The Scottish legal system developed separately from the legal system in England, and the Sovereign plays a different role in it to that in England and Wales. The Crowns of England and Scotland were not united until 1603 when the Scottish King James VI ascended the English throne. Until the Act of Union of 1707 (which established the Parliament of Great Britain) Scotland had her own Parliament. In the Act of Union, the continued existence of a separate legal system in Scotland was expressly provided for. The system of a rule introduced to England by William the Conqueror was brought to Scotland by King David I (reigned 1124-53), and there too emerged the idea of the king as the fountain of justice.
In his reign, King David’s court heard important cases and appeals from the lower courts. Justiciars appeared as the King’s delegates for the administration of justice and they went on the circuit to deal locally with cases not heard by the King’s Court. The office of Sheriff (appointed by and acting on behalf of the King) was also established by David I, and lesser cases were heard from time to time in the Sheriff’s Court in various places throughout Scotland. The Scottish Parliament evolved sometime in the thirteenth century. It originally existed as a Supreme Court and was derived from the King’s Court sitting with counsel for discussion. In the administration of criminal justice, the office of King’s Advocate emerged in the fifteenth century. The King’s Advocate was entitled to appear in cases to represent the King’s interests in securing law and order (at that time all but the most serious crimes were pursued by the injured party).
By an Act of the Scottish Parliament of 1587, the Advocate was authorised to ‘pursue slaughters and other crimes although the parties be silent or would otherwise privily agree’. The system of public prosecution in Scotland surviving to this day was created, allowing the Advocate to prosecute regardless of the private interests of the parties. The Lord Advocate (or Her Majesty’s Advocate), as he is now known, is appointed by The Queen on the recommendation of the Prime Minister. He is responsible for virtually all prosecutions in Scotland (which are on behalf of the Crown). As in England, the role of The Queen in judicial matters has become symbolic. The Claim of Right of 1689 established the independence of the judiciary and provided for judicial office to be held during good behaviour (as the Act of Settlement did in England) rather than by the will of the Sovereign. Today, Scotland’s two most senior judges, the Lord President and the Lord Justice Clerk, are appointed by The Queen on the recommendation of the Scottish First Minister. Other judges of the Supreme Court and Sheriffs are also appointed by The Queen on the recommendation of the First Minister.
People often wonder whether laws apply to The Queen since they are made in her name. Given the historical development of the Sovereign as the ‘Fount of Justice’, civil and criminal proceedings cannot be taken against the Sovereign as a person under UK law. Acts of Parliament do not apply to The Queen in her personal capacity unless they are expressly stated to do so. However, The Queen is careful to ensure that all her activities in her personal capacity are carried out in strict accordance with the law. Under the Crown Proceedings Act (1947), civil proceedings can be taken against the Crown in its public capacity (this usually means proceedings against government departments and agencies, as the elected Government governs in The Queen’s name).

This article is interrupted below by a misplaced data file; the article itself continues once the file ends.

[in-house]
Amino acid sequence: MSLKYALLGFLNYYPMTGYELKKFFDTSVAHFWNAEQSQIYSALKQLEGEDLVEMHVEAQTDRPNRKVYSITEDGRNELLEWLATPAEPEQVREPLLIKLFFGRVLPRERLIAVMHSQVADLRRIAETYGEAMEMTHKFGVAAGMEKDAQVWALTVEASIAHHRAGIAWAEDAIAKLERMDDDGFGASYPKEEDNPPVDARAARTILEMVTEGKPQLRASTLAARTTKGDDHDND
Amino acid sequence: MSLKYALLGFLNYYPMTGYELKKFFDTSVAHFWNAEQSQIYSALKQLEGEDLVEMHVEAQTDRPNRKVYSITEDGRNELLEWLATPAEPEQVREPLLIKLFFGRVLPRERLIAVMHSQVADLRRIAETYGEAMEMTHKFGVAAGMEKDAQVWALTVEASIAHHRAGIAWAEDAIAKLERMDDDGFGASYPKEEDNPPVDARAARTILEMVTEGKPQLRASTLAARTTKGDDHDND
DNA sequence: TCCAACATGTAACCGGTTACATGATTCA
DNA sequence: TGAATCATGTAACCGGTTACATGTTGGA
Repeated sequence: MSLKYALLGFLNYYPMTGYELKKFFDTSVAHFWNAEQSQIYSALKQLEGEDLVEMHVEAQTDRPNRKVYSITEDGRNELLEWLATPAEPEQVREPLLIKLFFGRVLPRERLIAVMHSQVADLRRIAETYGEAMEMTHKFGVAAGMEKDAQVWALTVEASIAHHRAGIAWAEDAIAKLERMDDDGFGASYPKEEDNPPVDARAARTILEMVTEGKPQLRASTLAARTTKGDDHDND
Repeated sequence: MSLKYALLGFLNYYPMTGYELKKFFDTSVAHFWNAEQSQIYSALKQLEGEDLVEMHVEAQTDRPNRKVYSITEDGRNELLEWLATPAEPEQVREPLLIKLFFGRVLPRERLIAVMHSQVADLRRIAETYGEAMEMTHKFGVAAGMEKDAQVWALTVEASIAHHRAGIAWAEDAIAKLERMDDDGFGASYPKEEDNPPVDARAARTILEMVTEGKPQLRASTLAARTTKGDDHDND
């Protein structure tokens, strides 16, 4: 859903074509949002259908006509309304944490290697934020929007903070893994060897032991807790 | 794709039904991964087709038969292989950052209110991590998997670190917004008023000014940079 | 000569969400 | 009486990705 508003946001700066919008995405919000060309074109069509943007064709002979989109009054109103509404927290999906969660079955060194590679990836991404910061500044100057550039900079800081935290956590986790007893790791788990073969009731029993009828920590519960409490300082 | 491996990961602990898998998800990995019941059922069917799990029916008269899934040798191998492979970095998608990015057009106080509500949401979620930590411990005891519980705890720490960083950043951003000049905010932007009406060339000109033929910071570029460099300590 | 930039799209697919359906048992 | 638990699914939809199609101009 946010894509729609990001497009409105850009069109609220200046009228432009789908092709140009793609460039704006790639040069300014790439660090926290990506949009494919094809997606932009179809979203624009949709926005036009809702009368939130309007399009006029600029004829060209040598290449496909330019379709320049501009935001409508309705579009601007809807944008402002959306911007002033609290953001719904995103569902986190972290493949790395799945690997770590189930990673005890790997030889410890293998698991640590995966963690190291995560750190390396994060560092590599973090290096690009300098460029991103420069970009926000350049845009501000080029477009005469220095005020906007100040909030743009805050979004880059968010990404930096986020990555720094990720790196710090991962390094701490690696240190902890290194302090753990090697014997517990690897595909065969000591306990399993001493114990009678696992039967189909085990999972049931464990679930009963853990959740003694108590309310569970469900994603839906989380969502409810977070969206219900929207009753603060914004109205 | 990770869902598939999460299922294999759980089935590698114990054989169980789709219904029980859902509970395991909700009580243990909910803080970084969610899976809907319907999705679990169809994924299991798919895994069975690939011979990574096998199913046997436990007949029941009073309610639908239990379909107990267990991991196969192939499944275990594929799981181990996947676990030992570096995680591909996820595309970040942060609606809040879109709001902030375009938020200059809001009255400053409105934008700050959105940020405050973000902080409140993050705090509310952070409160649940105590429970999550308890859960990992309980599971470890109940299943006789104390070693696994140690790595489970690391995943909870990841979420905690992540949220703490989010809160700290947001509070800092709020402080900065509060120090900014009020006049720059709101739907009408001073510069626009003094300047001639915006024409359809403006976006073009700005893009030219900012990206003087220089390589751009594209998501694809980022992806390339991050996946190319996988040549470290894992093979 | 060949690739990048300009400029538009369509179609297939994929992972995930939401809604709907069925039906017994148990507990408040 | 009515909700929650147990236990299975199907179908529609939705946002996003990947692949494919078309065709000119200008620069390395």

In the case of European Union law, laws are enforced in the United Kingdom through the United Kingdom’s national courts. There is, therefore, no machinery by which European law can be applied to The Queen in her personal capacity. However, it makes no difference that there is no such mechanism, as The Queen will in any event scrupulously observe the requirements of EU law. As a national of the United Kingdom, The Queen is a citizen of the European Union, but that in no way affects her prerogatives and responsibilities as the Sovereign.
In the earliest times, the Sovereign was a key figure in the enforcement of law and the establishment of legal systems in different areas of the UK. As such the Sovereign became known as the ‘Fount of Justice’. While no longer administering justice in a practical way, the Sovereign today still retains an important symbolic role as the figure in whose name justice is carried out, and law and order are maintained. Although civil and criminal proceedings cannot be taken against the Sovereign as a person under UK law, The Queen is careful to ensure that all her activities in her personal capacity are carried out in strict accordance with the law.